‘Babble’ Rouser – The Orb’s Alex Paterson on his autobiography and his new label Orbscure Recordings…
The Orb’s Alex Paterson on finally leading a life of Orbscurity
The Orb’s Alex Paterson is not pulling any punches. “Criminals in suits, that’s in control” he says at the start of our conversation, in reply to the customary warm up question about the pandemic. “They’re about lining their own pockets, they’re not bothered about looking after humanity as we know it.”
One thing is certain. However sublime, relaxed and chilled the music that Alex Paterson has made over the years – and, seeing as he’s just launched a new label called Orbscure, will continue to – the fire of anti-establishment feeling is never far from his surface. With the last Orb album being titled ‘Abolition of the Royal Familia’, not to mention the subsequent album of reworkings called the ‘Guillotine Mixes’, it never looked as though mellowing of any significant sort was truly on the cards.
That said, Alex does seem in a happy place all in all. He actually reigns himself in, saying “anyway, we’re not here to discuss that” after a quick declaration of disgust at the spin and underhand tactic of the Johnson government.
At least his beloved Chelsea FC are doing well. The club are another staple of any interview with Paterson, who famous walked out of a Guardian interview when the Leeds-supporting reporter rubbed salt into the wounds of a recent loss at the then struggling Championship side’s hand.
“That’s another world,” he laughs, the grin almost visible down the phone, “my Chelsea world is extremely happy at the moment. The bubble might burst but never in my wildest dreams did I imagine this was going to happen at the end of the season. The whole thing’s been a lifelong love affair, and I’m just glad to have a team that’s fulfilling my dream as a kid. It makes me feel like I’m 12 years old again a very bizarre feeling!”
Paterson says one of his earliest memories of hearing reggae, the sound that has underpinned The Orb’s cosmic musical adventures alongside house and ambient music, was when visiting Stamford Bridge with his father as a small boy and witnessing the team make their entrance to The Harry J All Stars’ anthemic ‘Liquidator’. As, indeed, they still do to this day.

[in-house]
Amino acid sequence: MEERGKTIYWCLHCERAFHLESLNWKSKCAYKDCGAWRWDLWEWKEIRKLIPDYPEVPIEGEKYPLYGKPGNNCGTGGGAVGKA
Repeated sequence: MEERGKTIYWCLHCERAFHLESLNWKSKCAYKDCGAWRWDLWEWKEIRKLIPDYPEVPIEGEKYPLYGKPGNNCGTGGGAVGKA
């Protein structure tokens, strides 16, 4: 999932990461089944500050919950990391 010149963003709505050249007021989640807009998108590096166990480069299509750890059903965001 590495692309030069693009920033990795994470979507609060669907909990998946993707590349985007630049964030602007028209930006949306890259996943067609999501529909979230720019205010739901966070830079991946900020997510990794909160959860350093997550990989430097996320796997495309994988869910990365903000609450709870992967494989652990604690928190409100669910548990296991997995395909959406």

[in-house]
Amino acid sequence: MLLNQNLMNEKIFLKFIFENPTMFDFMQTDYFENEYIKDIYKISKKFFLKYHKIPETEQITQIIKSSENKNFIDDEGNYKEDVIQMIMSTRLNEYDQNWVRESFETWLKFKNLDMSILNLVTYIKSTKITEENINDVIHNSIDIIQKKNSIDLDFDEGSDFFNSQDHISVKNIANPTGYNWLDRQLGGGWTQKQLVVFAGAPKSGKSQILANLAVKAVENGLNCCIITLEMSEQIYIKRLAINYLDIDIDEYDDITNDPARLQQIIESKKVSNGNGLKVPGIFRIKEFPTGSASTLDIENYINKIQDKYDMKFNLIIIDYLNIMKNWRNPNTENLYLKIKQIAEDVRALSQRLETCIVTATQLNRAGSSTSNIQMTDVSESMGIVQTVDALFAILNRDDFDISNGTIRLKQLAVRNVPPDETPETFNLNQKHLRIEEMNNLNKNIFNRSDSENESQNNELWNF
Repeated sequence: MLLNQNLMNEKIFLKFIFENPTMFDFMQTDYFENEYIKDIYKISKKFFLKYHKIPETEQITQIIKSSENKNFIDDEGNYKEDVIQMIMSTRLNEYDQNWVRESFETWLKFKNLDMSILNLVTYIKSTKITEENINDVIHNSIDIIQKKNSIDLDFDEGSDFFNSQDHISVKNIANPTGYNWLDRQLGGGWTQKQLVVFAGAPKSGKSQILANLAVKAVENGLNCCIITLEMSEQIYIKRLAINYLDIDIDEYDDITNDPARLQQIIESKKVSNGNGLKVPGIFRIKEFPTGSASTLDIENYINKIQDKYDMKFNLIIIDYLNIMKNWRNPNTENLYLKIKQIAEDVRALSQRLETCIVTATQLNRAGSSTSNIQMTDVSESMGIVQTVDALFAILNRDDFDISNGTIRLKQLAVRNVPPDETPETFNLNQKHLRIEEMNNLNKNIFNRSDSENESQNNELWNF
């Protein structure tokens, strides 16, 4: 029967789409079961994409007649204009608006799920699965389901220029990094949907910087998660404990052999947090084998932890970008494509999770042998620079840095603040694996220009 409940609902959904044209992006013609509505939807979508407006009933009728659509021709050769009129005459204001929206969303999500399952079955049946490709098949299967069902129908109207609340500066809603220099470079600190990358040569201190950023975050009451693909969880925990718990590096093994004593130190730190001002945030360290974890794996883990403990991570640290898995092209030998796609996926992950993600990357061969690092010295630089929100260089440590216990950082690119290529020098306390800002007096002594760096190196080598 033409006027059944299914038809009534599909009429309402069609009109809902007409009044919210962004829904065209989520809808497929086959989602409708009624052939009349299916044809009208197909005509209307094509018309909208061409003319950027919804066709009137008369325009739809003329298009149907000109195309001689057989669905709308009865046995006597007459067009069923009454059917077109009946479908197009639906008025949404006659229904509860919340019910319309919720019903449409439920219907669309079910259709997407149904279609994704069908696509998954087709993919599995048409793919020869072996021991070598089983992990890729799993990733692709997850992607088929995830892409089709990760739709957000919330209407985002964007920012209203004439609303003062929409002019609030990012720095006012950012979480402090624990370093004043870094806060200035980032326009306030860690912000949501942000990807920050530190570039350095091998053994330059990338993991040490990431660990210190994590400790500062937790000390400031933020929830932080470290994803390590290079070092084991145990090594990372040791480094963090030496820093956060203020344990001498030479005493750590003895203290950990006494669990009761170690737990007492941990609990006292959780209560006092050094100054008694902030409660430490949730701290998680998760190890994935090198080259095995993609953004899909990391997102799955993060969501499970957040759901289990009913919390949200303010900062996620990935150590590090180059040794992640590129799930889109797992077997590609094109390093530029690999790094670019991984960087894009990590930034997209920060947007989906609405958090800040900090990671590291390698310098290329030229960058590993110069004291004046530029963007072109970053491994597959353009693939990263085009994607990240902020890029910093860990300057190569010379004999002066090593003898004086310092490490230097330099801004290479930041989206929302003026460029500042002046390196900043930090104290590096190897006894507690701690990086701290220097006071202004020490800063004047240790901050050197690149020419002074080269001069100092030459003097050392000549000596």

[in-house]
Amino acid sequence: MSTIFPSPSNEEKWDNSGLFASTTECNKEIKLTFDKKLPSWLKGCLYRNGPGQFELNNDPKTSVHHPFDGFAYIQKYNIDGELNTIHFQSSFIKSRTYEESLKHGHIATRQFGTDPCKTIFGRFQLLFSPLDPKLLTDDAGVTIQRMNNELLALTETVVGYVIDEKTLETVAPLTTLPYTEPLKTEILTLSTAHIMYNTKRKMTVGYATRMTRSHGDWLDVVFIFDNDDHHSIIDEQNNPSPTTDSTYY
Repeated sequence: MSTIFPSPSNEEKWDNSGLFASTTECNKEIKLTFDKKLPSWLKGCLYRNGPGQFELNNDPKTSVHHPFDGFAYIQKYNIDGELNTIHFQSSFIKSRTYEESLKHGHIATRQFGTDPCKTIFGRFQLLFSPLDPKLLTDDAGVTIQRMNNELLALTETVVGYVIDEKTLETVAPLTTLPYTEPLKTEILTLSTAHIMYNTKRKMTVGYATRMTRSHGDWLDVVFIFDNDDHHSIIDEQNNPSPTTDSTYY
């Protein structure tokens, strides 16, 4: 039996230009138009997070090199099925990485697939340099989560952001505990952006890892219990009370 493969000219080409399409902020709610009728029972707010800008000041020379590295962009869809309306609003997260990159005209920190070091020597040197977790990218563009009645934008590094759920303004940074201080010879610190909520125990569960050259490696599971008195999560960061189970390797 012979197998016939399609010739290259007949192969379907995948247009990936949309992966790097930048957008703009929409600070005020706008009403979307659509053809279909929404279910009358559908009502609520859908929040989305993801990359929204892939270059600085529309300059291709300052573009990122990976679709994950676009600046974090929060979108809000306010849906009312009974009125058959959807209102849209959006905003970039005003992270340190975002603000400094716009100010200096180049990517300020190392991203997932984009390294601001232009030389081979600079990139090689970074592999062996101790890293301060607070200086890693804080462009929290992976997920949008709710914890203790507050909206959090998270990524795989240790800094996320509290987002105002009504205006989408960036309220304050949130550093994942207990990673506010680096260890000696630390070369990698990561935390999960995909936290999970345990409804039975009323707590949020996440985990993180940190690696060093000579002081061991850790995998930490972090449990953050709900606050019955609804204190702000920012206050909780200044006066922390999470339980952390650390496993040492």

The first decade of his life, growing up in Battersea, South London, is just one of many lesser explored subjects that he decided to shine a spotlight on in his forthcoming autobiography ‘Babble On An Ting’ – a reference to the Victor Lewis Smith prank call that opens UFOrb’s ‘Tower of Dub’ – written in conjunction with veteran writer and sometime Orb remixer Kris Needs. “Nobody really talks about my upbringing,” he says “but it shows anyone can do what I did, if you put your mind to it.”
Having spent in his formative years in such multi-racial environs definitely shaped the future Paterson’s music and wider cultural tastes. “You can either ignore it or embrace it. I took the latter path – musically, it’s done me no world of harm whatsoever.”
He finds racism perplexing as well as abhorrent. “The whole thing with black people – I don’t see them as black people, I see them as people. I grew up with black people.” Cultural divisions like race and religion, as a result, run naturally against the Paterson grain.
“These are the things that we should be trying to stamp out – that whole idea that one race is better than another,” he says, while pointing out that the amount of people who’ve died from Covid is ‘a drop in the ocean’ compared to those who’ve perished in religious conflict. He suggests a worldwide televised debate between the religious leaders of the world, because that might “just show how ridiculous it really is.”
The book also explores the massive culture shock he underwent at the age of 10 when he was uprooted from London and packed off to boarding school – or “leaving Battersea and going to the evil forest of the Cotswolds” as he puts it. The experience contained its very dark moments – we understand the book will contain serious revelations about his treatment – but it was here that he met Youth and Guy Pratt, two musicians who remain to this day close friends and close collaborators.
“This is part of the yin and yang of life,” he says of these sometimes difficult but also crucial years, “It’s about what you embrace around it, what you take from it.” As well as super producer and Killing Joke bassist Youth and Pratt, who has played with stadium fillers like Pink Floyd and The Power Station as well as The Orb, he remembers the future Labour minister and architect of the HS2 rail programme Lord Adonis also being among his classmates. “There was something very weird in our water, that’s for sure,” he reckons.
The whole experience of recalling and cataloguing events with Kris Needs was a therapeutic in itself, as well being an attempt to get to something close the definitive facts. “The processing of the memories is something that I’m pretty good at,” he says, before adding with the loving ridicule that only lifelong friends share… “Youth, he’s terrible! He’s always making tall stories out of stories. But they sound good, so therefore they become urban myths. But I take my hat off to him, because he tells them like they actually happened to him!”
Ultimately he wants the books to inspire others rather than simply glorify himself. “What comes out of what I’m saying in the end is The Orb – it’s my path through real life, it’s no big deal. But it might be a deal to someone having the same passage as me who’s stuck in a rut…”